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Research Plots

Research plots protected from deer damage

Dec 5, 2013

From tomato to alfalfa, strawberry to corn, deer are eager participants when it comes to eating research. Heavy deer pressure threatens the productivity and accuracy of most small-plot, field-based agricultural research. Until now, staff from many research programs installed temporary electric fencing around each and every field, which represented a significant ongoing investment in time and materials.

Dilmun Hill Student Farm

Permaculture expert leads tour at Dilmun Hill Student Farm

Oct 26, 2013

Over 40 farmers, gardeners and students joined an interactive tour with permaculture expert and author Ben Falk at Dilmun Hill Student Farm, on Wednesday afternoon. The tour was followed by a presentation, which was attended by about 70, leaving standing room only.

Wood Chips

Wood chips could help cleanse farm field run-off

Oct 22, 2013

Cornell hydrologist Todd Walter and his colleagues Larry Geohring and Tammo Steenhuis may have found a simple solution to a complex pollution problem caused by agricultural run-off: wood chips.

organics movement

Breeders, seed savers advance organics movement

Sep 4, 2013

Gardeners in search of the perfect, pesticide-free pepper – that can be grown organically under local weather conditions – are unlikely to find seeds in a shop. But they may soon benefit from a participatory plant breeding and seed saving movement that is gaining momentum with help from Cornell scientists and alumni.


Research reaps the benefits of new combine

Aug 14, 2013

It may weigh more than three tons, but the new research combine in use on the farms of the Cornell University Agricultural Experiment Station(CUAES) is a model of precision and flexibility. Tailor-made for research, the combine will help Cornell researchers extract crucial information from grain trials—from evaluating the performance of new varieties to assessing methods for disease control.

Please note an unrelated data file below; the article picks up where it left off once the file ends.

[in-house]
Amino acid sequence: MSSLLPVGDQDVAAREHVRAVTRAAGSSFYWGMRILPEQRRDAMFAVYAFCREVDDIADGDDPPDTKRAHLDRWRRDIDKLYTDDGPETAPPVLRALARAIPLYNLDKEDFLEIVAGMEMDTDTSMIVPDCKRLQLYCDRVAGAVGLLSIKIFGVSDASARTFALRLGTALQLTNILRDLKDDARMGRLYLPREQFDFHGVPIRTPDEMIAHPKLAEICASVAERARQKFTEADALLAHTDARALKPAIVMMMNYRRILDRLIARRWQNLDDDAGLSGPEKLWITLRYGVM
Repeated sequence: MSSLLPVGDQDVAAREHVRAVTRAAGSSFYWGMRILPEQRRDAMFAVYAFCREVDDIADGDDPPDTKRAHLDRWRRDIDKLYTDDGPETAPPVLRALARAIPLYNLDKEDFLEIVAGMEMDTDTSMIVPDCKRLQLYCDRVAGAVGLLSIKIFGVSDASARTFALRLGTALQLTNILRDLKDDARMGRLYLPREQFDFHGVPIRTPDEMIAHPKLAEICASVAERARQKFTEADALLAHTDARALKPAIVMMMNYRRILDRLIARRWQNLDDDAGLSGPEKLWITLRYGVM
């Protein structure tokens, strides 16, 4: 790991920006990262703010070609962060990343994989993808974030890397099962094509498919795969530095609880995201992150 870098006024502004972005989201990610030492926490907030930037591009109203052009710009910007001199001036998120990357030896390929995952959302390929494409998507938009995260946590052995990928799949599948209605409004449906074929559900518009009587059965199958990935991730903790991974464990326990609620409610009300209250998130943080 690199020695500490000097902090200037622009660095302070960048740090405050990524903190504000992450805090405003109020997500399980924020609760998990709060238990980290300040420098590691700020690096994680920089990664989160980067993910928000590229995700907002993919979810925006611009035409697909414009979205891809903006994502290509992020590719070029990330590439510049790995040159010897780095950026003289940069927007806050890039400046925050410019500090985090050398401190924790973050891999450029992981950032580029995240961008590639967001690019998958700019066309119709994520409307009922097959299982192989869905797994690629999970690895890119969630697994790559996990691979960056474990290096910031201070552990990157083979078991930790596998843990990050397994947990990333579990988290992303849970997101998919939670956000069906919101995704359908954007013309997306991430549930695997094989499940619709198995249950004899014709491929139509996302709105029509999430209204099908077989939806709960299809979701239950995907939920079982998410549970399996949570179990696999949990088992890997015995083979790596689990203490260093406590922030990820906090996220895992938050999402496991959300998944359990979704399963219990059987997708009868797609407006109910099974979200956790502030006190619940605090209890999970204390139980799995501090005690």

Farmers flock to Musgrave Research Farm

Jul 23, 2013

More than 100 farmers, crop consultants, industry representatives, student interns, and Cornell Cooperative Extension specialists braved high temperatures and rain on July 18 to learn about the latest field crop research at Cornell’s Musgrave Research Farm in Aurora, N.Y.

Mark Hersgaard

Mark Hertsgaard explores biochar as defenses against climate change

Jul 18, 2013

A gigantic, steaming-hot mound of compost is not the first place most people would search for a solution to climate change, but the hour is getting very late. “The world experienced unprecedented high-impact climate extremes during the 2001-2010 decade,” declares a new report from the United Nations’ World Meteorological Organization, which added that the decade was “the warmest since the start of modern measurements in 1850.”

Margaret Smith

Researchers debate the safety of genetically modified foods

Jul 14, 2013

Seventy percent of items in American grocery stores contain genetically modified organisms (GMOs) – ingredients that have been scientifically engineered in laboratories to enhance certain traits such as insect, disease and water resistance.          


An ancient breed is resurrected in great grain revival

Jul 10, 2013

For a grain, red fife wheat has a colorful history. Famed for its flavor, it is believed to have crossed several continents and the Atlantic before arriving in 1842 in Canada, where it gained a foothold and spawned many modern varieties.

Tractor and farmer

Agriculture and climate change meet at new institute

Jun 28, 2013